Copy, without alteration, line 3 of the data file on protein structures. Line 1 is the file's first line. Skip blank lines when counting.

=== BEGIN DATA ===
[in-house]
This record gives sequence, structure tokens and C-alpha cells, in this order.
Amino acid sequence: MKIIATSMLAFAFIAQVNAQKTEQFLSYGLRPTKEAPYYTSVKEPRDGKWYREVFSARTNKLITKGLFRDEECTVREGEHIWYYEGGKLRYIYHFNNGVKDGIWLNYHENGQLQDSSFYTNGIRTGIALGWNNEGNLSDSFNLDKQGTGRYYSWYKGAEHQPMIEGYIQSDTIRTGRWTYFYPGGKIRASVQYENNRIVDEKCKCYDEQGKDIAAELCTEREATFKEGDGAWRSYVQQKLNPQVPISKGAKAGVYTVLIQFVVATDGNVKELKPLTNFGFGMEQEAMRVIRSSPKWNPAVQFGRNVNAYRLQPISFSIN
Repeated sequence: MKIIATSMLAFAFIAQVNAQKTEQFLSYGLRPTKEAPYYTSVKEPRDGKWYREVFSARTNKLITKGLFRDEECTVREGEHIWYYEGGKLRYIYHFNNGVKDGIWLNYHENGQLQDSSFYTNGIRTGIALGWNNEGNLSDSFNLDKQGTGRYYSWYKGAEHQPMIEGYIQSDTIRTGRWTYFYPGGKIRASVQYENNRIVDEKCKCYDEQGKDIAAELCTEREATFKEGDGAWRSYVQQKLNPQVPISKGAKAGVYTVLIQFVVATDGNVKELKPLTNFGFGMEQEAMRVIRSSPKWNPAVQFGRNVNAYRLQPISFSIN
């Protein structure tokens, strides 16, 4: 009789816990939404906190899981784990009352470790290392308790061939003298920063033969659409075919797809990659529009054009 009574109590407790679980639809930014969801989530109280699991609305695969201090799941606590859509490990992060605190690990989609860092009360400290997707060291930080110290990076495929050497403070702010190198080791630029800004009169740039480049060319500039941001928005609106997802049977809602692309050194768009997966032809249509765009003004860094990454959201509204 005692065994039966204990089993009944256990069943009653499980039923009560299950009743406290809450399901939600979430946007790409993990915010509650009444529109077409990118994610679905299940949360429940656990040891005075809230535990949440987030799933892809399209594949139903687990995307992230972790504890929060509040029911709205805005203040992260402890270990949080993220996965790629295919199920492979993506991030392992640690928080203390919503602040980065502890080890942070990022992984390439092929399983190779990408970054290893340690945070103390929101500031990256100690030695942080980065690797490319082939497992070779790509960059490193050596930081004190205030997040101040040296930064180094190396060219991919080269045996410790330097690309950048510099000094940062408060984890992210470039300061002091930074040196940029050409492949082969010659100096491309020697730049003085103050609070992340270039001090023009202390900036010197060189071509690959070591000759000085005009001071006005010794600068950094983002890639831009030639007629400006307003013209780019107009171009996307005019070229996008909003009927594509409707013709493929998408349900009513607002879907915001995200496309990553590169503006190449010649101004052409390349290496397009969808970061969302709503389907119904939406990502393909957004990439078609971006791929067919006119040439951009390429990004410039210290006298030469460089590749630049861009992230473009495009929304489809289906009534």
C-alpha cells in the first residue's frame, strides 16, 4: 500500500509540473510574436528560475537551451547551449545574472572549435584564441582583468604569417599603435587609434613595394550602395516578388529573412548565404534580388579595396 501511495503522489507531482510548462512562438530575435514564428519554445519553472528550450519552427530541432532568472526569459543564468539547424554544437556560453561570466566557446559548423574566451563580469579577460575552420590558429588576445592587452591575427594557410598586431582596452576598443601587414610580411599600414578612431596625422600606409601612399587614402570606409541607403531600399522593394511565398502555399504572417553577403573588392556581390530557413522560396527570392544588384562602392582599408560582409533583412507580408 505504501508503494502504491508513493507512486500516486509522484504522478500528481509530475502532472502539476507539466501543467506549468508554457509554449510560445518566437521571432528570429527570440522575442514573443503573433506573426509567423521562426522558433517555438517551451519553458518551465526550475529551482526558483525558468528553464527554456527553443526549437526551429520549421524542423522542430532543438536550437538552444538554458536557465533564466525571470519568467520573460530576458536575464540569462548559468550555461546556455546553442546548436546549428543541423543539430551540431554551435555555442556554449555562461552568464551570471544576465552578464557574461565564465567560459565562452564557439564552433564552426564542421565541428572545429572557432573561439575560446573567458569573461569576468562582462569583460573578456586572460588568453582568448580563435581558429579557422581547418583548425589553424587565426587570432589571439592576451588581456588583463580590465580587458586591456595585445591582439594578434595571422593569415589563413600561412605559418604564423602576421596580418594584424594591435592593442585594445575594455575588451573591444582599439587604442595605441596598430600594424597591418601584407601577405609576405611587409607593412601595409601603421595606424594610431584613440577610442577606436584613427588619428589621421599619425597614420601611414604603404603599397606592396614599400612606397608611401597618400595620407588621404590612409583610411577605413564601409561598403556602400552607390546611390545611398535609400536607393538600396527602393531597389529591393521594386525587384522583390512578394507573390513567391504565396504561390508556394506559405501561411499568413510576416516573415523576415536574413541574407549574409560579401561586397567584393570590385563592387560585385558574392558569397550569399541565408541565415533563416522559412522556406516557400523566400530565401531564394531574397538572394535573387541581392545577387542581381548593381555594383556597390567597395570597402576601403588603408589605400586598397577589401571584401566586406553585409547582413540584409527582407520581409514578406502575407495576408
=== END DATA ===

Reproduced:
Amino acid sequence: MKIIATSMLAFAFIAQVNAQKTEQFLSYGLRPTKEAPYYTSVKEPRDGKWYREVFSARTNKLITKGLFRDEECTVREGEHIWYYEGGKLRYIYHFNNGVKDGIWLNYHENGQLQDSSFYTNGIRTGIALGWNNEGNLSDSFNLDKQGTGRYYSWYKGAEHQPMIEGYIQSDTIRTGRWTYFYPGGKIRASVQYENNRIVDEKCKCYDEQGKDIAAELCTEREATFKEGDGAWRSYVQQKLNPQVPISKGAKAGVYTVLIQFVVATDGNVKELKPLTNFGFGMEQEAMRVIRSSPKWNPAVQFGRNVNAYRLQPISFSIN